Tag Archives: regulation

Models of Economic Policymaking

By James Kwak

The evening that he won the Iowa caucus in January 2008, Barack Obama said this:

Hope is the bedrock of this nation. The belief that our destiny will not be written for us, but by us, by all those men and women who are not content to settle for the world as it is, who have the courage to remake the world as it should be… . [the belief that] brick by brick, block by block, callused hand by callused hand, … ordinary people can do extraordinary things.

That speech is at the opening of K. Sabeel Rahman’s new book, Democracy Against Domination. It invoked one of the central mobilizing themes of Obama’s 2008 campaign, which set him clearly apart from Hillary Clinton: the idea that the senator from Illinois would usher in a new kind of politics, a more democratic, more inclusive approach to government as opposed to business as usual inside the Beltway.

Well, that didn’t happen. Whatever you think of President Obama’s policy goals and accomplishments, he had little impact on how our political system works. Plenty of blame for that goes to the Republicans, who set out from Inauguration Day focused exclusively on making him a one-term president. But it’s also true that the new president did not make political reform a priority during those first two years when he had majorities in both houses of Congress.

Continue reading

I’m Shocked, Shocked!

By James Kwak

Technology-land is abuzz these days about net neutrality: the idea, supported by President Obama, (until recently) the Federal Communications Commission, and most of the technology industry, that all traffic should be able to travel across the Internet and into people’s homes on equal terms. In other words, broadband providers like Comcast shouldn’t be able to block (or charge a toll to, or degrade the quality of), say, Netflix, even if Netflix competes with Comcast’s own video-on-demand services.*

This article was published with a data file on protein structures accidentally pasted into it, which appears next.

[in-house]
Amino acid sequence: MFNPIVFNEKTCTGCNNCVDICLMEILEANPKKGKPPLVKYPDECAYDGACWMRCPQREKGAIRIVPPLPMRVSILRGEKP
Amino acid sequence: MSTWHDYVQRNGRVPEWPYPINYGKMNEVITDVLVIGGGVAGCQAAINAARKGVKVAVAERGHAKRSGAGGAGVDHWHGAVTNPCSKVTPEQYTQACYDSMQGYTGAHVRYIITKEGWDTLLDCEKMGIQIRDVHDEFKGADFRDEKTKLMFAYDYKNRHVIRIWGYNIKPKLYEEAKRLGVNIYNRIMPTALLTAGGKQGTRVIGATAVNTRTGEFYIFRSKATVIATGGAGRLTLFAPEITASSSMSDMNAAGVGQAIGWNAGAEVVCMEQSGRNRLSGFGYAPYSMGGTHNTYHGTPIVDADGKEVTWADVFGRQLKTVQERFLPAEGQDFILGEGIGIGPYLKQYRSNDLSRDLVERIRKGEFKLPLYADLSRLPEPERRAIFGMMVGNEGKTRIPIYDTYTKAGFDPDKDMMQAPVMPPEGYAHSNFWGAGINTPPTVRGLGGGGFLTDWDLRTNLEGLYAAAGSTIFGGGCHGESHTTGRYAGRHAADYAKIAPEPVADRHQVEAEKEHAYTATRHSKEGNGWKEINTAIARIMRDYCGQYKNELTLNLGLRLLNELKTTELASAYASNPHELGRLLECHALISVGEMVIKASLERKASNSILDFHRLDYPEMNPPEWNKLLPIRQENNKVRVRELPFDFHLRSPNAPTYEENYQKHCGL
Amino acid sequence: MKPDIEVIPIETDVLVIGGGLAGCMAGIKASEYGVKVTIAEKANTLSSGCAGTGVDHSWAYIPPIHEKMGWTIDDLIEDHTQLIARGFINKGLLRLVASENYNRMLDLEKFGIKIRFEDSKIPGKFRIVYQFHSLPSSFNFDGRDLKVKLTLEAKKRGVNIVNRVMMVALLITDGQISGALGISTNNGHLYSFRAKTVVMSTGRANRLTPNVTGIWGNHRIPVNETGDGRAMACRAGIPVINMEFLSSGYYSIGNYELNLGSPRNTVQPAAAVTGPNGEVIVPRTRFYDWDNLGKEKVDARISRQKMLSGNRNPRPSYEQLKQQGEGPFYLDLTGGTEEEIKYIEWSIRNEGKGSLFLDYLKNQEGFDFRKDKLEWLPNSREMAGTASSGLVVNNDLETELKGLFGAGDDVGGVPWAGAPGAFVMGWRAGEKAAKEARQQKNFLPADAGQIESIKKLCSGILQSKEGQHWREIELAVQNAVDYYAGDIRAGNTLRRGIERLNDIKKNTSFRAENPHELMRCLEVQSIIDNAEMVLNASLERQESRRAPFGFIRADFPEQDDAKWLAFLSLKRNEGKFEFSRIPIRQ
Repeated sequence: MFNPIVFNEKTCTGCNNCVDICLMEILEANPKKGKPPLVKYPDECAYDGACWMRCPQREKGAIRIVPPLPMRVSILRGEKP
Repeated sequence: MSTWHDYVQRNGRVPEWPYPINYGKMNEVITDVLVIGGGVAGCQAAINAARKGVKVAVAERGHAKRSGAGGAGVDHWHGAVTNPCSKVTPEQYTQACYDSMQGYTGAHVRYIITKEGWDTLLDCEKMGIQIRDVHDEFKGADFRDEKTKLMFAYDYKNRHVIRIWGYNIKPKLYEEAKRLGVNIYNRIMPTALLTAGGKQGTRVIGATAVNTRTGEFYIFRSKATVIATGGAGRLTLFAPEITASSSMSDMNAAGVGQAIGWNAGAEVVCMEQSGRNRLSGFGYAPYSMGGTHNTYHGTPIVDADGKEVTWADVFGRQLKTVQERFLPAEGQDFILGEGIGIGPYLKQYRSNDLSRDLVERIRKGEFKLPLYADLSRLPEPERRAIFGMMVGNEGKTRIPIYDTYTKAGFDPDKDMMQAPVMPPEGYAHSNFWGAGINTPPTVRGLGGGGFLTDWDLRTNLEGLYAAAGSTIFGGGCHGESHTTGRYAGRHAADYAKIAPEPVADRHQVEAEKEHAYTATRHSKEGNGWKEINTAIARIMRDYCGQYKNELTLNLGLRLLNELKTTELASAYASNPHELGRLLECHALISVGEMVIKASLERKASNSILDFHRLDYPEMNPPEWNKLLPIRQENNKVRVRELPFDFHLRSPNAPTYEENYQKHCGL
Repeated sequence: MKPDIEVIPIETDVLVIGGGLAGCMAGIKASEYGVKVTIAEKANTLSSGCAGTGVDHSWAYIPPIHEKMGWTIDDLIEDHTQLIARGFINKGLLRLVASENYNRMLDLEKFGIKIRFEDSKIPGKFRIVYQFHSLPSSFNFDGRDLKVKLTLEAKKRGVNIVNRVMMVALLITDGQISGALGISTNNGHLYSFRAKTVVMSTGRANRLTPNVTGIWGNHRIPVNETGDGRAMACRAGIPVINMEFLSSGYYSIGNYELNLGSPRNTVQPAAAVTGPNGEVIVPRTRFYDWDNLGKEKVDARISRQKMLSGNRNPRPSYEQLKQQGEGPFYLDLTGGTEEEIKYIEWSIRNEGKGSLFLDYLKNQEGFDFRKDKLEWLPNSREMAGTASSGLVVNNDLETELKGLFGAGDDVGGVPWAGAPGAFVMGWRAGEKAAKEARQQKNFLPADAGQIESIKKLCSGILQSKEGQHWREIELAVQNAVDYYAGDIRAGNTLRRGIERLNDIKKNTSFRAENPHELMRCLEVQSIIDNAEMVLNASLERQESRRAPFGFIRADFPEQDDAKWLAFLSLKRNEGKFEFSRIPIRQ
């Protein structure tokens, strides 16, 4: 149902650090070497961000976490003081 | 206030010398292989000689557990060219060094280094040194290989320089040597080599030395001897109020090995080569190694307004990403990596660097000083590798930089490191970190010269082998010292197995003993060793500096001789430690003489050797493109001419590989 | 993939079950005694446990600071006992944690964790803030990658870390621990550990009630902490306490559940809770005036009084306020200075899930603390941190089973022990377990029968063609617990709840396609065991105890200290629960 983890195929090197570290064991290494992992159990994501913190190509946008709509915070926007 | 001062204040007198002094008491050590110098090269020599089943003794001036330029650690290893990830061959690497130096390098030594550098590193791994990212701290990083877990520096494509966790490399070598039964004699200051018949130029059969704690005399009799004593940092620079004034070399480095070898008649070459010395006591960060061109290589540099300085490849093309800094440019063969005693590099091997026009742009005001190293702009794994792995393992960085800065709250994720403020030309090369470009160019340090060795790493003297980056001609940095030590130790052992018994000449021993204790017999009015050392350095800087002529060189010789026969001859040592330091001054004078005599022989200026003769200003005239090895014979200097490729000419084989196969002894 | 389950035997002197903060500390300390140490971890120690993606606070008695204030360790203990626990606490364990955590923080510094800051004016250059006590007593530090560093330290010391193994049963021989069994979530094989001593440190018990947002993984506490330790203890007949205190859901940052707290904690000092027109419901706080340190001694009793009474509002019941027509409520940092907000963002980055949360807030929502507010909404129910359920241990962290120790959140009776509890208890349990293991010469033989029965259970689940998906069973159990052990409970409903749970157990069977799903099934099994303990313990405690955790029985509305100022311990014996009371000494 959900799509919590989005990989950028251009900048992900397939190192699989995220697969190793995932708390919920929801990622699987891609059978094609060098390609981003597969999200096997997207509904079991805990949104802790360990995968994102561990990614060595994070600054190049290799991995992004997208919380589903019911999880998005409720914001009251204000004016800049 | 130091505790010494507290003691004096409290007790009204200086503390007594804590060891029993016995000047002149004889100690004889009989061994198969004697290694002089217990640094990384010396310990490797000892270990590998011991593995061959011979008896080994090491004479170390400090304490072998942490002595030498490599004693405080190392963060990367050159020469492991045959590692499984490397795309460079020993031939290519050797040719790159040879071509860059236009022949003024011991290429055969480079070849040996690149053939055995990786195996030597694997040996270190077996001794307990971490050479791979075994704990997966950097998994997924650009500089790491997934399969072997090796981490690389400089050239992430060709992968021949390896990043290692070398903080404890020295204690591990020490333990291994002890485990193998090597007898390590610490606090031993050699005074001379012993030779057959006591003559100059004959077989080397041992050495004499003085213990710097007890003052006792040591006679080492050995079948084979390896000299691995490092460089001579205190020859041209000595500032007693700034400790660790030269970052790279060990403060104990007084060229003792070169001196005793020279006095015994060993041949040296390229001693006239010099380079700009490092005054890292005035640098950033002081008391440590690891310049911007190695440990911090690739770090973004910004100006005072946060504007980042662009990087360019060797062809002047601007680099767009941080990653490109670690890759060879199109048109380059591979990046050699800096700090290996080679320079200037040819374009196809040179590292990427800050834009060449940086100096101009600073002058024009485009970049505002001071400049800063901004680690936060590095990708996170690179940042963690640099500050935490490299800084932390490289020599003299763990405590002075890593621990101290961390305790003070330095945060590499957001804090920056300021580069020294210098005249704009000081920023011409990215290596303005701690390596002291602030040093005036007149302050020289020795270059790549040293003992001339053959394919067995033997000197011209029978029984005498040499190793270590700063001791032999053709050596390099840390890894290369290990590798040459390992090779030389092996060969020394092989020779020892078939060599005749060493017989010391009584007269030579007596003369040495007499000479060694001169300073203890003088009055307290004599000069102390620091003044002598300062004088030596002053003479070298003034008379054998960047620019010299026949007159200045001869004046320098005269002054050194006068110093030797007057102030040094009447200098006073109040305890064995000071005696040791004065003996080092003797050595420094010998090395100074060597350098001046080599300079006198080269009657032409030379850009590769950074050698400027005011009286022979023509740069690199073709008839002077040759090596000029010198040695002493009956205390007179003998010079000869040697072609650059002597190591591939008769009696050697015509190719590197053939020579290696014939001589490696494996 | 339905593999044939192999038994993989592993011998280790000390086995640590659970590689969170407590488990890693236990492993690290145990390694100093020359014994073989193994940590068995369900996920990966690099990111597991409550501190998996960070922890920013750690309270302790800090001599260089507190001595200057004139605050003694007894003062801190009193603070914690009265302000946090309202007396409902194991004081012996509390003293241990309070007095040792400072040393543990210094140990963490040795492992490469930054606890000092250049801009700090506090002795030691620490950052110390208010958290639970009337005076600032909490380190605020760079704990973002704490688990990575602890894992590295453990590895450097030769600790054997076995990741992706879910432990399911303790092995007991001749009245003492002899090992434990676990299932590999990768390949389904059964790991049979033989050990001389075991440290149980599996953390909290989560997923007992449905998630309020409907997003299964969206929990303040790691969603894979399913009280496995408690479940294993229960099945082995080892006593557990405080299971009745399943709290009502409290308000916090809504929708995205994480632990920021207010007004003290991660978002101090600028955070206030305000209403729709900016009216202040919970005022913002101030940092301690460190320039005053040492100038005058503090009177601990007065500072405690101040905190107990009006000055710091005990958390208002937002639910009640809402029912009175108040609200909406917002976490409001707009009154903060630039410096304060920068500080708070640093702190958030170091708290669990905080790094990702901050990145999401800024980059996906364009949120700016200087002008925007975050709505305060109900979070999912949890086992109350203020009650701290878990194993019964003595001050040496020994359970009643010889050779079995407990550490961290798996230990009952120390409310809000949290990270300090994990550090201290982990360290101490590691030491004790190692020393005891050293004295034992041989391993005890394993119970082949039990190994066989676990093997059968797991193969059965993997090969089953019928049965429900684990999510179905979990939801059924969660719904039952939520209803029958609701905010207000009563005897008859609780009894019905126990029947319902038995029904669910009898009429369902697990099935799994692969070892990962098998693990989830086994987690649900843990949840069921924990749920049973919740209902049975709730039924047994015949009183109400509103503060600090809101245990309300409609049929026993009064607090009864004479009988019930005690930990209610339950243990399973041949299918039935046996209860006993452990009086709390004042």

Yesterday, the Wall Street Journal reported that the FCC is about to release proposed regulations that would allow broadband providers to charge additional fees to content providers (like Netflix) in exchange for access to a faster tier of service, so long as those fees are “commercially reasonable.” To continue our example, since Comcast is certainly going to give its own video services the highest speed possible, Netflix would have to pay up to ensure equivalent video quality.

Jon Brodkin of Ars Technica has a fairly detailed yet readable explanation of why this is bad for the Internet—meaning bad for the choices available to ordinary consumers and bad for the pace of innovation in new types of content and services. Basically it’s a license to the cable providers to exploit a new revenue source, with no commitment to use those revenues to actually upgrade service. (With an effective monopoly in many metropolitan areas and speeds already faster than satellite, the local cable provider has no market pressure to upgrade service, at least not until fiber becomes more widespread.) The need to pay access fees will make it harder for new entrants on the content and services side; in the long run, these fees could actually be good for Netflix, since it won’t have to worry as much about competition. The ultimate result will be to lock in the current set of incumbents that control the Internet, ushering in the era of big, fat, incompetent monopolies.

Continue reading

Tobin Project Book on Regulatory Capture

By James Kwak

One of the last things I did in law school was write a paper about the concept of “cultural capture,” which Simon and I discussed briefly in 13 Bankers as one of the elements of the “Wall Street takeover.” The basic idea was that you can observe the same outcomes that you get with traditional regulatory capture without there being any actual corruption. The hard part in writing the paper was distinguishing cultural capture from plain old ideology—regulators making decisions because of their views about the world.

Anyway, the result is being included in a collection of papers on regulatory capture organized by the Tobin Project. It will be published by Cambridge sometime this year, but for now you can download the various chapters here. It features a lineup including many authors far more distinguished than I, including Richard Posner, Luigi Zingales, Tino Cuéllar, Richard Revesz, David Moss, Dan Carpenter, Nolan McCarty, and others. Enjoy.